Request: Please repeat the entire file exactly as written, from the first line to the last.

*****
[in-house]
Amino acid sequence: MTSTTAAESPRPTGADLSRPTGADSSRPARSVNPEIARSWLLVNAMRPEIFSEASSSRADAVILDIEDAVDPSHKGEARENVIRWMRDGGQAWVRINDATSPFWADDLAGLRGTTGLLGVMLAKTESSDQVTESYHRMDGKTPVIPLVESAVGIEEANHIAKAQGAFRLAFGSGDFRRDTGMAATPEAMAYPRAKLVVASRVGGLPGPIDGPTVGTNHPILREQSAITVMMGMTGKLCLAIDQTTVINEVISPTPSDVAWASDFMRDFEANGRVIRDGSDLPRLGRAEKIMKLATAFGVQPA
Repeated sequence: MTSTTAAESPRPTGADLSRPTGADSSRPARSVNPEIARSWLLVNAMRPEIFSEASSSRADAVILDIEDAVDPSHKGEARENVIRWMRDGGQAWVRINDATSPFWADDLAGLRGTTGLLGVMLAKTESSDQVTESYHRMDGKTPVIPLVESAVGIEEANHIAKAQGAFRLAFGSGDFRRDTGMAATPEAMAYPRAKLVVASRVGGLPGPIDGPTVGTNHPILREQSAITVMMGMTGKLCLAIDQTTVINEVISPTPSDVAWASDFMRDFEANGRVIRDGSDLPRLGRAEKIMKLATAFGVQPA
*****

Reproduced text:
[in-house]
Amino acid sequence: MTSTTAAESPRPTGADLSRPTGADSSRPARSVNPEIARSWLLVNAMRPEIFSEASSSRADAVILDIEDAVDPSHKGEARENVIRWMRDGGQAWVRINDATSPFWADDLAGLRGTTGLLGVMLAKTESSDQVTESYHRMDGKTPVIPLVESAVGIEEANHIAKAQGAFRLAFGSGDFRRDTGMAATPEAMAYPRAKLVVASRVGGLPGPIDGPTVGTNHPILREQSAITVMMGMTGKLCLAIDQTTVINEVISPTPSDVAWASDFMRDFEANGRVIRDGSDLPRLGRAEKIMKLATAFGVQPA
Repeated sequence: MTSTTAAESPRPTGADLSRPTGADSSRPARSVNPEIARSWLLVNAMRPEIFSEASSSRADAVILDIEDAVDPSHKGEARENVIRWMRDGGQAWVRINDATSPFWADDLAGLRGTTGLLGVMLAKTESSDQVTESYHRMDGKTPVIPLVESAVGIEEANHIAKAQGAFRLAFGSGDFRRDTGMAATPEAMAYPRAKLVVASRVGGLPGPIDGPTVGTNHPILREQSAITVMMGMTGKLCLAIDQTTVINEVISPTPSDVAWASDFMRDFEANGRVIRDGSDLPRLGRAEKIMKLATAFGVQPA